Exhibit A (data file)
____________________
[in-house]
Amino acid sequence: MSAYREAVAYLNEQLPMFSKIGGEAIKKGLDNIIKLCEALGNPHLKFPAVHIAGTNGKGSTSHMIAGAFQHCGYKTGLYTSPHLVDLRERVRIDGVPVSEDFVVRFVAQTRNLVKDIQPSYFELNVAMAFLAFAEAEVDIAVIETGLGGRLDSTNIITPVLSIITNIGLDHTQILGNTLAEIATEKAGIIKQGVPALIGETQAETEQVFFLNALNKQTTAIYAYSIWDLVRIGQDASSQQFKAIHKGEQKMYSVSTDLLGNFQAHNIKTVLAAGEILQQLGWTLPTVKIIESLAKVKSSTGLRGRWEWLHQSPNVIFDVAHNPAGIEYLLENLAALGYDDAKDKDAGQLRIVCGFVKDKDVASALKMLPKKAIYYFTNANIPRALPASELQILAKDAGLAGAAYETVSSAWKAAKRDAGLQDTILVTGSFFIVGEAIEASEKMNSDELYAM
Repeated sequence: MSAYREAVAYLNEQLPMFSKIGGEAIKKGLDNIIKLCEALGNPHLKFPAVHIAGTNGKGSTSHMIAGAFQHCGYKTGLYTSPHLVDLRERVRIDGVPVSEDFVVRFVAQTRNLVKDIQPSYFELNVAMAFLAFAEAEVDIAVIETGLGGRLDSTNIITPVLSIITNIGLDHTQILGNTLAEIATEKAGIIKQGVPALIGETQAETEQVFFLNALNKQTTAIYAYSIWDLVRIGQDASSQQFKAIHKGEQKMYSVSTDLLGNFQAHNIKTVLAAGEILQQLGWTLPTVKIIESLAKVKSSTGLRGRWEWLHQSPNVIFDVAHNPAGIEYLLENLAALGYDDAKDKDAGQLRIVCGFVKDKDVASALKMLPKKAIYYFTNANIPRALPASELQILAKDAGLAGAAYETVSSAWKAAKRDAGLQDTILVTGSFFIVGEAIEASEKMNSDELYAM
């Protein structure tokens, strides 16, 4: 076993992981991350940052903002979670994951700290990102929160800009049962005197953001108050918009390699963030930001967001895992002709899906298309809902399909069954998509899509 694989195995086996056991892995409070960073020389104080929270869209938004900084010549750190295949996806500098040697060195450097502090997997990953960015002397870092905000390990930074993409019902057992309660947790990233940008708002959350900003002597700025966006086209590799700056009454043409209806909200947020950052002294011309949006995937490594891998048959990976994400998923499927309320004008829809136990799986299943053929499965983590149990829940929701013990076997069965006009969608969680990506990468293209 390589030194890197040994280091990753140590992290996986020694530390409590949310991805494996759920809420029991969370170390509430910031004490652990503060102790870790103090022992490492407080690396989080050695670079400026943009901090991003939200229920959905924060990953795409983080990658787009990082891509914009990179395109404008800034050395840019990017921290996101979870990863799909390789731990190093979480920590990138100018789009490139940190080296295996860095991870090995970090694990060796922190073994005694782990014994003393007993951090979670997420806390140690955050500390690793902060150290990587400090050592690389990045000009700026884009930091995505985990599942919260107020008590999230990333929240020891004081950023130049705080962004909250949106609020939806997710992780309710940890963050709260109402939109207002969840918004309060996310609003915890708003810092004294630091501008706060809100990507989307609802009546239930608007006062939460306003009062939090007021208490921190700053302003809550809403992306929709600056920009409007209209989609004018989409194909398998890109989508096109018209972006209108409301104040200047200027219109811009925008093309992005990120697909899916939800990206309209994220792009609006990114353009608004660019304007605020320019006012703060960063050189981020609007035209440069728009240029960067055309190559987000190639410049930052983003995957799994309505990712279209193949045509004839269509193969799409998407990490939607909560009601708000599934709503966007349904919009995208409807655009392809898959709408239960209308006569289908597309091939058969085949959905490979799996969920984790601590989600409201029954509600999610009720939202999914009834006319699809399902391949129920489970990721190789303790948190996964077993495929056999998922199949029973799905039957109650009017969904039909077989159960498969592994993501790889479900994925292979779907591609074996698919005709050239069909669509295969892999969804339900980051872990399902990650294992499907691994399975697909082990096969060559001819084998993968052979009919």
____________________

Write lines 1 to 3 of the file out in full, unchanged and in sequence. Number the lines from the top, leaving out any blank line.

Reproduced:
[in-house]
Amino acid sequence: MSAYREAVAYLNEQLPMFSKIGGEAIKKGLDNIIKLCEALGNPHLKFPAVHIAGTNGKGSTSHMIAGAFQHCGYKTGLYTSPHLVDLRERVRIDGVPVSEDFVVRFVAQTRNLVKDIQPSYFELNVAMAFLAFAEAEVDIAVIETGLGGRLDSTNIITPVLSIITNIGLDHTQILGNTLAEIATEKAGIIKQGVPALIGETQAETEQVFFLNALNKQTTAIYAYSIWDLVRIGQDASSQQFKAIHKGEQKMYSVSTDLLGNFQAHNIKTVLAAGEILQQLGWTLPTVKIIESLAKVKSSTGLRGRWEWLHQSPNVIFDVAHNPAGIEYLLENLAALGYDDAKDKDAGQLRIVCGFVKDKDVASALKMLPKKAIYYFTNANIPRALPASELQILAKDAGLAGAAYETVSSAWKAAKRDAGLQDTILVTGSFFIVGEAIEASEKMNSDELYAM
Repeated sequence: MSAYREAVAYLNEQLPMFSKIGGEAIKKGLDNIIKLCEALGNPHLKFPAVHIAGTNGKGSTSHMIAGAFQHCGYKTGLYTSPHLVDLRERVRIDGVPVSEDFVVRFVAQTRNLVKDIQPSYFELNVAMAFLAFAEAEVDIAVIETGLGGRLDSTNIITPVLSIITNIGLDHTQILGNTLAEIATEKAGIIKQGVPALIGETQAETEQVFFLNALNKQTTAIYAYSIWDLVRIGQDASSQQFKAIHKGEQKMYSVSTDLLGNFQAHNIKTVLAAGEILQQLGWTLPTVKIIESLAKVKSSTGLRGRWEWLHQSPNVIFDVAHNPAGIEYLLENLAALGYDDAKDKDAGQLRIVCGFVKDKDVASALKMLPKKAIYYFTNANIPRALPASELQILAKDAGLAGAAYETVSSAWKAAKRDAGLQDTILVTGSFFIVGEAIEASEKMNSDELYAM